In a conventional single-detector element receiver, the receiver measures the number of photons contained in a received field by producing a stream of free electrons at its output terminal in response to the absorbed photons. If the occurrence time of each pulse can be measured, and if the amplitude of each pulse is normalized to unity, then the count record consists of positive integer-valued jumps occurring each time a photon is detected. Therefore, the count record or count accumulator function is a monotonically increasing function that contains all of the information present in the detection process and the conditional density of the total number of counts, N, given an intensity function λ(t), can be expressed as:
However, this expression only describes the output of a single detector element responding to an optical intensity. When an array of detectors is used to detect the optical field, Equations 1a and 1b must be generalized to enable an unambiguous description of the output of each detector element 20.
Consider a rectangular array of detector elements 18 of K×L detector elements 20, as shown in
Accordingly, a signal propagating through the atmosphere and through the receiving optics 12 is transformed into a space-time intensity function in the detector plane. The receiver 10 also collects background energy from all directions, which is assumed to contribute an additional constant intensity, λb per detector element. The integrated intensity is then given by Equation 3, above plus the additional constant background level.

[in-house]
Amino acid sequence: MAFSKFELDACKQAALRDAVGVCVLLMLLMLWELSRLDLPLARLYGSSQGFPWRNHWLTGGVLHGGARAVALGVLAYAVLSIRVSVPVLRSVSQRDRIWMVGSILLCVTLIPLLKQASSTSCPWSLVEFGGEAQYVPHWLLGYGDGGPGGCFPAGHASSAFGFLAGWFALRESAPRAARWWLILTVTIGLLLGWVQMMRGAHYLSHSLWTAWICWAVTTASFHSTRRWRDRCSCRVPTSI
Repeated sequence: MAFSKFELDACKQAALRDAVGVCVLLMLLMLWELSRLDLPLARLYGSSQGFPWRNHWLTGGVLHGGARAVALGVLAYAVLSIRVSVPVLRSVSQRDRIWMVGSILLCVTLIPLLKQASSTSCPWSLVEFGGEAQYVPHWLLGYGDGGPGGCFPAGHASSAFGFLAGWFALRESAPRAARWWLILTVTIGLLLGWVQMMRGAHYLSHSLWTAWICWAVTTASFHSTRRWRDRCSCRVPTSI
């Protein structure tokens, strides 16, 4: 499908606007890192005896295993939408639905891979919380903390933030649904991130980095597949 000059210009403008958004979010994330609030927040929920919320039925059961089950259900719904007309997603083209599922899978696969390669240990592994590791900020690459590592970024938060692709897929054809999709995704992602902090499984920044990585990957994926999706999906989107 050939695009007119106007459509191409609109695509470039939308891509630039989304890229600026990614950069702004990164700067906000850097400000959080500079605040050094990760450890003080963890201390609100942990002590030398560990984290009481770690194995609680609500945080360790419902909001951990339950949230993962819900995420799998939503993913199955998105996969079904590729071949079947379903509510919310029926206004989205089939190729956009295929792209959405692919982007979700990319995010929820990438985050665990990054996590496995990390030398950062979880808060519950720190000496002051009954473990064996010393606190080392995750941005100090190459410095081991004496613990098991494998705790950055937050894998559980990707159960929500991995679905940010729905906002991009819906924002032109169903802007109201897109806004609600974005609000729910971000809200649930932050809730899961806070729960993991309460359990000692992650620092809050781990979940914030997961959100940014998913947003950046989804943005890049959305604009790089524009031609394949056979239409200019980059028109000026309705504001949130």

Once the total intensity is measured by the detector the signal-processor operates on the signal to instantaneously determine the information contained therein. To accomplish this signal processing, in one embodiment, at the end of T sec, the signal processor assembly estimates the signal intensity and then computes the probability of having received the observed array of count accumulator functions and selects that message corresponding to the greatest probability of having been received. The spatial component of the process typically consists of calculating the greatest log-likelihood function, Λ(T), having a spatial portion given by an equation of the form:
In this form, it is clear that the log-likelihood function is composed of sums of a random number of weights from each detector element, for example, the mnth detector element contributes an integer number of its own weight to the sum.